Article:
December 9, 2016


Your air conditioner breaks down from time to time and today just seems like another one of those days. But, it turns out, today is different; your technician tells you the system is shot and needs to be replaced to the tune of $5000 or so.

There are times when a repair to an older system simply does not make financial sense. If the system is over 9 years old and requires a major repair, this can be a sign of future problems to come. Here in Tampa, most central air conditioning systems last about 12 years, so spending a small fortune on a system that may last just a few more years is not a good idea.

But before you install a new system here are a few questions to ask and red flags to look for:

1) How old is the system? If you don’t know, the technician should. He or she can run the serial number and quickly determine when it was manufactured. If they don’t know the age and still recommend replacement, they may being trying to reach sales goals set by the company they work for at your expense.

There are times when a senior tech can use clues as to the system age by simply looking at the cabinet design and color. If you have a round Carrier outdoor unit, for example, that design clue indicates it was made in the 80’s or 90’s and is at least 20 years old. Most brands undergo extensive design changes every 10-15 years or so and the older styles are immediately apparent to a trained eye.

If the technician hasn’t run the serial number, chances are he or she can’t tell the difference between a 5 year old system or a 12 year system, the condition of the equipment not withstanding. (Some systems just look old as the weather conditions here in Tampa take their toll).

Conclusion? The technician should know by the serial number how old the system is before they make a system replacement recommendation. If the serial number is worn off, they still should be able to explain why the style and condition of your air conditioner or heat pump system gives clues as to the age.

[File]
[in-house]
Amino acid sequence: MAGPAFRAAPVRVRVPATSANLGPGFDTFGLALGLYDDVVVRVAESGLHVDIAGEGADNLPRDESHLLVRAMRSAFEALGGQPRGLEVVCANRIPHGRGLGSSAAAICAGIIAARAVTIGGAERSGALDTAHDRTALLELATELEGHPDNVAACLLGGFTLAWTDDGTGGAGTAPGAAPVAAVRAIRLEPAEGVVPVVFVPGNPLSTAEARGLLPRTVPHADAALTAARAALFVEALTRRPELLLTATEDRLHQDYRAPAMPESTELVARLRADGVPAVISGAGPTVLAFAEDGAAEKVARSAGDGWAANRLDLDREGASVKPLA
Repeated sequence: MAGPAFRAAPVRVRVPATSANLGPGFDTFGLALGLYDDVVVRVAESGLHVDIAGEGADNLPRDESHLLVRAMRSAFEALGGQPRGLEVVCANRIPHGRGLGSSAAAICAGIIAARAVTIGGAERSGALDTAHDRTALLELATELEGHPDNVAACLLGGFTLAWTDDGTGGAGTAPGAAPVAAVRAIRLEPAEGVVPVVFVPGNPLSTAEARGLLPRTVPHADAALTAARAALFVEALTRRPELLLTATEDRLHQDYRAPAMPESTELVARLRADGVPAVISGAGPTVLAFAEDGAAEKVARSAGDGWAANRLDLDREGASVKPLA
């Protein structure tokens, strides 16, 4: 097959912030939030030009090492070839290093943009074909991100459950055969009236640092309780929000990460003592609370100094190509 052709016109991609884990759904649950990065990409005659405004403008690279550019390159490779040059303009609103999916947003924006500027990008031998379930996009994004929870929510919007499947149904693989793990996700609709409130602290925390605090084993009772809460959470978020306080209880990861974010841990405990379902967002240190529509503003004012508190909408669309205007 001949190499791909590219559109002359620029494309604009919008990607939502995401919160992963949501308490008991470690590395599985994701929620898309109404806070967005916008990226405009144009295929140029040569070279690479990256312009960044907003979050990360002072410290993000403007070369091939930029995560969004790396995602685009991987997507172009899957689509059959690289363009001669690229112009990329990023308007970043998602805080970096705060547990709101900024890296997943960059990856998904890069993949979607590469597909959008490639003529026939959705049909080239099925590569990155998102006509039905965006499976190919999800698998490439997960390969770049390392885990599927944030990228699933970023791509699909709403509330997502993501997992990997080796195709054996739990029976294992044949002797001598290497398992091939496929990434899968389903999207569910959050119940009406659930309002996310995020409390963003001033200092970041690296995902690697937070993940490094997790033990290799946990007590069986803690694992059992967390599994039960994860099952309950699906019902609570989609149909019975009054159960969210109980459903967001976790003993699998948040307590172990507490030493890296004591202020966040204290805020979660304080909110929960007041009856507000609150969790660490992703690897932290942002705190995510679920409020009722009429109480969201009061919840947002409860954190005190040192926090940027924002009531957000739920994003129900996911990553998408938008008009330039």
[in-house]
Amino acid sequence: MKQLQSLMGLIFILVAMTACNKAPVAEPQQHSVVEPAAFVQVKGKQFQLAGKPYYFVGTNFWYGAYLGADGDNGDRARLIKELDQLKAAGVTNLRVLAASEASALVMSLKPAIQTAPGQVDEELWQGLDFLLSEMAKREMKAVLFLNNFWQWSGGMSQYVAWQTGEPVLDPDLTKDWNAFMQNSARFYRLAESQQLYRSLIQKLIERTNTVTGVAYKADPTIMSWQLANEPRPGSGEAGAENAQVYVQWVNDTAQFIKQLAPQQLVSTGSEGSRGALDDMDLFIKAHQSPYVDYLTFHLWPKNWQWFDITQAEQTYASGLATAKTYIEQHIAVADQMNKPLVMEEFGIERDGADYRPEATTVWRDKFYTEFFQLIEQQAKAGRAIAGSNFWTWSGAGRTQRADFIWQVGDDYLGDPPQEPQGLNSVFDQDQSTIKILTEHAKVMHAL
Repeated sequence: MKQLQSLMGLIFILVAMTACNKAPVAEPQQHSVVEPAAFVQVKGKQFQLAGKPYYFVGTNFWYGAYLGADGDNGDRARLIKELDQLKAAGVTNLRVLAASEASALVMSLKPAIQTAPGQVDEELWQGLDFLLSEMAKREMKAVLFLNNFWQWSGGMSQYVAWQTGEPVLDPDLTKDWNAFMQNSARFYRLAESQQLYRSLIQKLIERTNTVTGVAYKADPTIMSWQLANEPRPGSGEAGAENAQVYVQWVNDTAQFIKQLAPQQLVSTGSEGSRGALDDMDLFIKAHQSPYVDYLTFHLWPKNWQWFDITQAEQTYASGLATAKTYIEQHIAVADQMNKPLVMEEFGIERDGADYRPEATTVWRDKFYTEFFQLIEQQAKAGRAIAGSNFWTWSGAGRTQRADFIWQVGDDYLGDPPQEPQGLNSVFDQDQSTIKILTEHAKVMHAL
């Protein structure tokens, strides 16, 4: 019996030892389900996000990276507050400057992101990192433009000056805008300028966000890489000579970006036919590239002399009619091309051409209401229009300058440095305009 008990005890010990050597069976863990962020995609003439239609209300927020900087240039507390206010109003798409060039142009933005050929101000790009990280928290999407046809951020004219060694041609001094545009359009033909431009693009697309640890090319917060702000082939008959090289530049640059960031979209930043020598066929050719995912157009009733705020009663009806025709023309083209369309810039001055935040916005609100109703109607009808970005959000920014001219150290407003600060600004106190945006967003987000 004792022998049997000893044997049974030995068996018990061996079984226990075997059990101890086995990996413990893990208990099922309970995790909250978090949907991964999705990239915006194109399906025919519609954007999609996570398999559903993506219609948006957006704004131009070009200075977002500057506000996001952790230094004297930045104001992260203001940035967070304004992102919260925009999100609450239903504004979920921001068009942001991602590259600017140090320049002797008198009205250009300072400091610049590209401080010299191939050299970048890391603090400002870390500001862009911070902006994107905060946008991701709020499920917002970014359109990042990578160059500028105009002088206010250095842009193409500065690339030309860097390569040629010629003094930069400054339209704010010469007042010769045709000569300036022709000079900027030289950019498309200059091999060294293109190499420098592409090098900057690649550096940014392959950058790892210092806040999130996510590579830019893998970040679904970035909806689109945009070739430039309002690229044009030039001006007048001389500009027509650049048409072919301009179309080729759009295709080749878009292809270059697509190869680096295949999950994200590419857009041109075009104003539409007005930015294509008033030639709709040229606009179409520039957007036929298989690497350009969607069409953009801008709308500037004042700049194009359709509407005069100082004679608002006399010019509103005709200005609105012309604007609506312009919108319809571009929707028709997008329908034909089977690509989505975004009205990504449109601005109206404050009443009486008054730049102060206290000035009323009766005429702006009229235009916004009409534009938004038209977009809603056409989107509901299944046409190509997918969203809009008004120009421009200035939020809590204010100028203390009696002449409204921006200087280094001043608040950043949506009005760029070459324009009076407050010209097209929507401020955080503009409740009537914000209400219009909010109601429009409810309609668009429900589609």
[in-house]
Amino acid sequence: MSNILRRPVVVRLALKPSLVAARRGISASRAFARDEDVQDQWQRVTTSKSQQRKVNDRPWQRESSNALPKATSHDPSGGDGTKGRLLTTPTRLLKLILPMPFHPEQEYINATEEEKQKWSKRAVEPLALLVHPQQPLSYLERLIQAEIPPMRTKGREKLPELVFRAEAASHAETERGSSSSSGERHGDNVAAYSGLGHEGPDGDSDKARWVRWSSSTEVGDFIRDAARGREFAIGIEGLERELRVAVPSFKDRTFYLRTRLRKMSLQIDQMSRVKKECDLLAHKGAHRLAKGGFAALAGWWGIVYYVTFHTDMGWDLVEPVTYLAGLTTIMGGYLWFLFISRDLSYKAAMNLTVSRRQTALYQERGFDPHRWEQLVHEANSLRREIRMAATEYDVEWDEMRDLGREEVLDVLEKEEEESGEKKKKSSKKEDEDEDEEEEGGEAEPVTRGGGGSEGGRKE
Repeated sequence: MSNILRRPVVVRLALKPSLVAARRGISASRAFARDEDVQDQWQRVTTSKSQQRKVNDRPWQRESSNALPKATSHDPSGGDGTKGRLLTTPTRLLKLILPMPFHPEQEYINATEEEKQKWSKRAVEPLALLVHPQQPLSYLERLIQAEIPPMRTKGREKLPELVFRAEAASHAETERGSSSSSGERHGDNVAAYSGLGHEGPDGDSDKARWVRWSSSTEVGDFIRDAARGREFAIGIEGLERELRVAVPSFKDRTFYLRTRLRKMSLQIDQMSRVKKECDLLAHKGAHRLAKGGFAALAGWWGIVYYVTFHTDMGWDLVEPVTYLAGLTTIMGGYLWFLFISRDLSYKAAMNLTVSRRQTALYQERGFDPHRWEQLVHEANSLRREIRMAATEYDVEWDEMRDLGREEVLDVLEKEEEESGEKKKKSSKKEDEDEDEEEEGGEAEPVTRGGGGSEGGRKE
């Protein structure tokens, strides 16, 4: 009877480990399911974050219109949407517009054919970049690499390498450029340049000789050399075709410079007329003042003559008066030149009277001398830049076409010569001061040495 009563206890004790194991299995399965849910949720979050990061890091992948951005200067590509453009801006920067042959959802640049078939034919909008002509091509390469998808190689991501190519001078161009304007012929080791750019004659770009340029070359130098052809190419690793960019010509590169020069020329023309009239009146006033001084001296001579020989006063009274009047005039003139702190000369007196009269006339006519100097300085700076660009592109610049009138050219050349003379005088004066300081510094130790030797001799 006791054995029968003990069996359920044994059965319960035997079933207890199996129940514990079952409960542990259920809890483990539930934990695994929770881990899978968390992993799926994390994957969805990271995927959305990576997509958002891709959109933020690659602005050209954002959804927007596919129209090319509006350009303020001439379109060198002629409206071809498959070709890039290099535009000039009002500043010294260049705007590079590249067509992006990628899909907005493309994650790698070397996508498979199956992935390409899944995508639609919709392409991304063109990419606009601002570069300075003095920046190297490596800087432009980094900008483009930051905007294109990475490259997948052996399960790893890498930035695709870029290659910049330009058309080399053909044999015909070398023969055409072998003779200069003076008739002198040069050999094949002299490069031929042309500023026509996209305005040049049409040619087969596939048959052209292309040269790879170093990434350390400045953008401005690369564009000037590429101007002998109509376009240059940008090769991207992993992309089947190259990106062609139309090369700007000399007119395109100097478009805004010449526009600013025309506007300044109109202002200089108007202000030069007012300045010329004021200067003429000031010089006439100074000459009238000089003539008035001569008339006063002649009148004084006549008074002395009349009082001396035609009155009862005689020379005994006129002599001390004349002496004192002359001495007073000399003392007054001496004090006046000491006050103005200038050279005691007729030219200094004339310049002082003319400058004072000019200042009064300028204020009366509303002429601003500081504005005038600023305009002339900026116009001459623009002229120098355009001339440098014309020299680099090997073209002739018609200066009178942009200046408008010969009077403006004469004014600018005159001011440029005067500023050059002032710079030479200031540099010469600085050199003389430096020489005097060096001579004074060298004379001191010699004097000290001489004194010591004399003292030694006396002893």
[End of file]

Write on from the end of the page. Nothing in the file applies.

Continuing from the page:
2) How much is the recommended repair? As a general rule, the closer the system is to 12 years of age, the less you will want to spend on any given AC repair. If the system is 9 years or older, I personally would suggest limiting the cost of a repair to $400 or less.

Of course, this number can arguably be higher or lower, but ask yourself this: What are the odds of another breakdown in the next several years? With each passing year, these odds mount against you in favor of a system replacement.

3) Is the system under warranty? It’s stunning to me the number of times we receive a call from a customer who has been told they need a new system only to discover that, upon arriving at the jobsite, the existing repair is under warranty. Beginning around 2009, almost every central air conditioning system now carries a 10 year warranty and warranty status, of course, should be part of your consideration.

If you or the technician suspect the system is less than 15 years old and don’t know the exact date of installation, the serial number should be checked to determine if the system is under warranty.

If you’re dealing with a new A/C repair company you know little about, it just makes good sense to check them out and get a second opinion on both the repair cost and whether a new system is justified.

Check their reviews and see what other homeowners have to say. But make sure the reviews are real and are verified by an independent and trusted third party, such as Nearby Now, the company we use to gather and post our customer reviews.

If you’ve been told you need an expensive repair or a complete air conditioner installation anywhere in the Tampa area, give us a call. Our technicians average almost 2 decades of experience and are fully qualified to provide you with the honest facts you need to make an informed decision before you invest thousands needlessly.

Our second opinions are free and so are the detailed written system replacement estimates, so give us a call right now if you want the facts.

Call 813-701-3430 and we’ll send an expert right over!